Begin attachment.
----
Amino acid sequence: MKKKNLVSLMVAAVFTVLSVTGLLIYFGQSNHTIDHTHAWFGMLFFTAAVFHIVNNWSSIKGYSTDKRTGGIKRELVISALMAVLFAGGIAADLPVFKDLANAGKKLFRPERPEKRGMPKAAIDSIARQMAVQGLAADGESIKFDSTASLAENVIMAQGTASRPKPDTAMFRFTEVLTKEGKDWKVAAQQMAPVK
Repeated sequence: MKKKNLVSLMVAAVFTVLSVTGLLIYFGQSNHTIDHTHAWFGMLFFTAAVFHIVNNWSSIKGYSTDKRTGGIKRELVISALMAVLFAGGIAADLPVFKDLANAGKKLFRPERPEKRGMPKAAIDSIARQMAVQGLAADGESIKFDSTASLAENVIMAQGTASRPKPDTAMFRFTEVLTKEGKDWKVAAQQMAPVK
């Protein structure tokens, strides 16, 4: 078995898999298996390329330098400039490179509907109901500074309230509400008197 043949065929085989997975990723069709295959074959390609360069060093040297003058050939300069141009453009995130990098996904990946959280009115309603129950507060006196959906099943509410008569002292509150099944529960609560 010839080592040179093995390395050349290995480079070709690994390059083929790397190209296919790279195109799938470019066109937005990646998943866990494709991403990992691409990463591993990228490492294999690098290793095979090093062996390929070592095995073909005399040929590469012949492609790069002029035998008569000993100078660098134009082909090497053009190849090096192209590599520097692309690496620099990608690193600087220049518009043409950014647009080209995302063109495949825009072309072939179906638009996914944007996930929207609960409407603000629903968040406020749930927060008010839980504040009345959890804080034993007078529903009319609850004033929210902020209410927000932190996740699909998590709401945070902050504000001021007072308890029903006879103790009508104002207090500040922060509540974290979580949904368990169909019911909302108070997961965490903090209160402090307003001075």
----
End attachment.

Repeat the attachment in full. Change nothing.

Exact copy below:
Amino acid sequence: MKKKNLVSLMVAAVFTVLSVTGLLIYFGQSNHTIDHTHAWFGMLFFTAAVFHIVNNWSSIKGYSTDKRTGGIKRELVISALMAVLFAGGIAADLPVFKDLANAGKKLFRPERPEKRGMPKAAIDSIARQMAVQGLAADGESIKFDSTASLAENVIMAQGTASRPKPDTAMFRFTEVLTKEGKDWKVAAQQMAPVK
Repeated sequence: MKKKNLVSLMVAAVFTVLSVTGLLIYFGQSNHTIDHTHAWFGMLFFTAAVFHIVNNWSSIKGYSTDKRTGGIKRELVISALMAVLFAGGIAADLPVFKDLANAGKKLFRPERPEKRGMPKAAIDSIARQMAVQGLAADGESIKFDSTASLAENVIMAQGTASRPKPDTAMFRFTEVLTKEGKDWKVAAQQMAPVK
């Protein structure tokens, strides 16, 4: 078995898999298996390329330098400039490179509907109901500074309230509400008197 043949065929085989997975990723069709295959074959390609360069060093040297003058050939300069141009453009995130990098996904990946959280009115309603129950507060006196959906099943509410008569002292509150099944529960609560 010839080592040179093995390395050349290995480079070709690994390059083929790397190209296919790279195109799938470019066109937005990646998943866990494709991403990992691409990463591993990228490492294999690098290793095979090093062996390929070592095995073909005399040929590469012949492609790069002029035998008569000993100078660098134009082909090497053009190849090096192209590599520097692309690496620099990608690193600087220049518009043409950014647009080209995302063109495949825009072309072939179906638009996914944007996930929207609960409407603000629903968040406020749930927060008010839980504040009345959890804080034993007078529903009319609850004033929210902020209410927000932190996740699909998590709401945070902050504000001021007072308890029903006879103790009508104002207090500040922060509540974290979580949904368990169909019911909302108070997961965490903090209160402090307003001075």